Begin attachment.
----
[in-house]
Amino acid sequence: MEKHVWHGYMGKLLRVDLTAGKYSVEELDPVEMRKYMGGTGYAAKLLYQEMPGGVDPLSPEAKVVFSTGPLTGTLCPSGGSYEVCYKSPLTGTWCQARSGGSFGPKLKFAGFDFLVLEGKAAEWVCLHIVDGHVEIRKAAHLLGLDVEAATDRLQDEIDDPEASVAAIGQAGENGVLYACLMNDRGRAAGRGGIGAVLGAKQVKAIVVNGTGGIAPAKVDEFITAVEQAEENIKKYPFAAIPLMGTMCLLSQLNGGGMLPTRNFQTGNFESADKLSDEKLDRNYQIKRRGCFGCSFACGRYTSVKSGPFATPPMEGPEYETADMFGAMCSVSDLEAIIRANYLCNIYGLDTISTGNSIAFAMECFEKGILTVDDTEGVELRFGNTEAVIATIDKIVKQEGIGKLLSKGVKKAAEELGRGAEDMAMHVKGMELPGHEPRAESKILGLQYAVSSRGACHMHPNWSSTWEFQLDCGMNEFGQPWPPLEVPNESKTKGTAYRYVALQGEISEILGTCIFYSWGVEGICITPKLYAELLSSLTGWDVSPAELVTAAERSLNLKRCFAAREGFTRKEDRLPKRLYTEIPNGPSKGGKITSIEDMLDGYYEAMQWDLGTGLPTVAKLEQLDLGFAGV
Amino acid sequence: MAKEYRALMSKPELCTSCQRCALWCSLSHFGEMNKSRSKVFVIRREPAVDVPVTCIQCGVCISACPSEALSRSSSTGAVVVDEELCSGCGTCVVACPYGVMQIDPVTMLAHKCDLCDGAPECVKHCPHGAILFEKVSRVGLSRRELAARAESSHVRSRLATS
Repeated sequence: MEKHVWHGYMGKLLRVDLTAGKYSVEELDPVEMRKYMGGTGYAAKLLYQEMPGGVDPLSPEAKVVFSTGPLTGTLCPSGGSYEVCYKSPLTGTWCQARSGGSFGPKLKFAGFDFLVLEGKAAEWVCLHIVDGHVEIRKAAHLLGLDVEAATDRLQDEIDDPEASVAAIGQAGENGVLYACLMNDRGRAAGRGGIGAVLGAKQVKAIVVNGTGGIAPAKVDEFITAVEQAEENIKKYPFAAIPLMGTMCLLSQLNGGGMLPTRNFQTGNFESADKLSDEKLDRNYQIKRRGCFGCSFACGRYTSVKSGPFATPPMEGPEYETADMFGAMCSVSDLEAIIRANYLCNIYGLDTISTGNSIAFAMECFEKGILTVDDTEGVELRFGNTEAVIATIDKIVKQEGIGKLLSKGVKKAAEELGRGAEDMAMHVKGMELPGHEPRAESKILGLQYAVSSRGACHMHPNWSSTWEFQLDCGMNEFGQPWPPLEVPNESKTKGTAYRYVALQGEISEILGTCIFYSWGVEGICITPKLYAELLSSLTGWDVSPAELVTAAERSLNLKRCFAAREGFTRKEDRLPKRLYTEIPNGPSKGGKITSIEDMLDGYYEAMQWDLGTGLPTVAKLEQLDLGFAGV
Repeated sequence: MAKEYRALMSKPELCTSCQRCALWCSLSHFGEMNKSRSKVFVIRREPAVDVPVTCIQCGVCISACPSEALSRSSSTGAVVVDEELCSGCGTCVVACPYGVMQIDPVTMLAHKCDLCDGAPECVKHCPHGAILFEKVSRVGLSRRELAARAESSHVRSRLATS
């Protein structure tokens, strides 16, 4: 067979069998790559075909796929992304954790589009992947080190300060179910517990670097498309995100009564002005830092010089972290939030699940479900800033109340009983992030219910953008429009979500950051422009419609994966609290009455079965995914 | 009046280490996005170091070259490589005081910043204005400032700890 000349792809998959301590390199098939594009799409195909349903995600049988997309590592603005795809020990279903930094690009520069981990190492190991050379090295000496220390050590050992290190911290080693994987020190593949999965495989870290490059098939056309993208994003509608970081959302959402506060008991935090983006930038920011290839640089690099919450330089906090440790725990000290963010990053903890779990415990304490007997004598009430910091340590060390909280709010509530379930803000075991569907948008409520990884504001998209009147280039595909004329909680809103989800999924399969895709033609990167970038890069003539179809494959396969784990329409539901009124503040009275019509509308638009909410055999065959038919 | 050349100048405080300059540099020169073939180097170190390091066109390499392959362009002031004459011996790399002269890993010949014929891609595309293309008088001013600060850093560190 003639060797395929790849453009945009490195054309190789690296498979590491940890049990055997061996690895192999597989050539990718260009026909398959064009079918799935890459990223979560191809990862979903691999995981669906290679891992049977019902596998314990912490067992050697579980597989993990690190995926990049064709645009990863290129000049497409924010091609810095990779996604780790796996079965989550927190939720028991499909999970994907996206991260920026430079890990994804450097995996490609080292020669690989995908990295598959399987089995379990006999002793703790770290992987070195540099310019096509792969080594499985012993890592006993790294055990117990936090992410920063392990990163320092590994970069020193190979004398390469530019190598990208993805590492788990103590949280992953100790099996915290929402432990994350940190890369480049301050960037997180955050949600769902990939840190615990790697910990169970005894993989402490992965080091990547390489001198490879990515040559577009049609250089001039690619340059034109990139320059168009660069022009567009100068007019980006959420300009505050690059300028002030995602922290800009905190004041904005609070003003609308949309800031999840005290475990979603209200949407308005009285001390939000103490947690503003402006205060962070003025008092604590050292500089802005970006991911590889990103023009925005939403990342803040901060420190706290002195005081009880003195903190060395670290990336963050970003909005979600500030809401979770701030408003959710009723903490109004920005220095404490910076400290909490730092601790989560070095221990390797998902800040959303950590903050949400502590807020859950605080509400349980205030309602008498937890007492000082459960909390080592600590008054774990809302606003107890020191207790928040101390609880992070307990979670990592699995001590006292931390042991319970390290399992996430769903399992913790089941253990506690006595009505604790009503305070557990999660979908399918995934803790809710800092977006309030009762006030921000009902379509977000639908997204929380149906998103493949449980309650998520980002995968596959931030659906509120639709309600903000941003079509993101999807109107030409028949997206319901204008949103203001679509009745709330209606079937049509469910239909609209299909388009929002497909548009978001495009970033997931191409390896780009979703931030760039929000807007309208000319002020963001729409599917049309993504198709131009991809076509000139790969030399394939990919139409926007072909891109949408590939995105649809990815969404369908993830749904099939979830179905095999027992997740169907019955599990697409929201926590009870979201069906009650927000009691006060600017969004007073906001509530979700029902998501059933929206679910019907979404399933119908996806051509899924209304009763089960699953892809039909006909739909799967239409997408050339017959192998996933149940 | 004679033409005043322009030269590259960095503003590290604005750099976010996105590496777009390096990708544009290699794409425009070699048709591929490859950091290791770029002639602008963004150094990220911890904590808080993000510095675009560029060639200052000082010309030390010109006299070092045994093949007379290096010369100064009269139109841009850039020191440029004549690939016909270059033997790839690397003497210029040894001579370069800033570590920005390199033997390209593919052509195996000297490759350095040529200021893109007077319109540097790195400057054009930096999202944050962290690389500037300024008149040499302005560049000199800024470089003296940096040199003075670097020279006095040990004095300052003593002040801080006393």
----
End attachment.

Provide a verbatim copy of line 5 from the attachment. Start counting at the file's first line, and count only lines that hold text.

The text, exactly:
Repeated sequence: MAKEYRALMSKPELCTSCQRCALWCSLSHFGEMNKSRSKVFVIRREPAVDVPVTCIQCGVCISACPSEALSRSSSTGAVVVDEELCSGCGTCVVACPYGVMQIDPVTMLAHKCDLCDGAPECVKHCPHGAILFEKVSRVGLSRRELAARAESSHVRSRLATS